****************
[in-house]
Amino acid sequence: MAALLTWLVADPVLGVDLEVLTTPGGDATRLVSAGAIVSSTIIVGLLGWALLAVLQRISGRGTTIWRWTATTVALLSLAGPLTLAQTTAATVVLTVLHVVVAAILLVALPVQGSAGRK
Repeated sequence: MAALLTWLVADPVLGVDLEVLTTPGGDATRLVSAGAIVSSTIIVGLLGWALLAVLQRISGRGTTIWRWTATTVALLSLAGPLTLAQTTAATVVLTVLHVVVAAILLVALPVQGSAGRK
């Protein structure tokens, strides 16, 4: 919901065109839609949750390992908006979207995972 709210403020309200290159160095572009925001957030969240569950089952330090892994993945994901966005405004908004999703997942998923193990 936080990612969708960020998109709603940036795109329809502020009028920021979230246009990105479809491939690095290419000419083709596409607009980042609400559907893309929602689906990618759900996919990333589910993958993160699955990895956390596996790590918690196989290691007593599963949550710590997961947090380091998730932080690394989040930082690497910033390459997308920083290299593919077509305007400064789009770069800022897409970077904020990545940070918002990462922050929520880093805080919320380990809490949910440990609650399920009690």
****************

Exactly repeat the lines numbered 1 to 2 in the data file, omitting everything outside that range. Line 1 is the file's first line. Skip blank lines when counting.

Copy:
[in-house]
Amino acid sequence: MAALLTWLVADPVLGVDLEVLTTPGGDATRLVSAGAIVSSTIIVGLLGWALLAVLQRISGRGTTIWRWTATTVALLSLAGPLTLAQTTAATVVLTVLHVVVAAILLVALPVQGSAGRK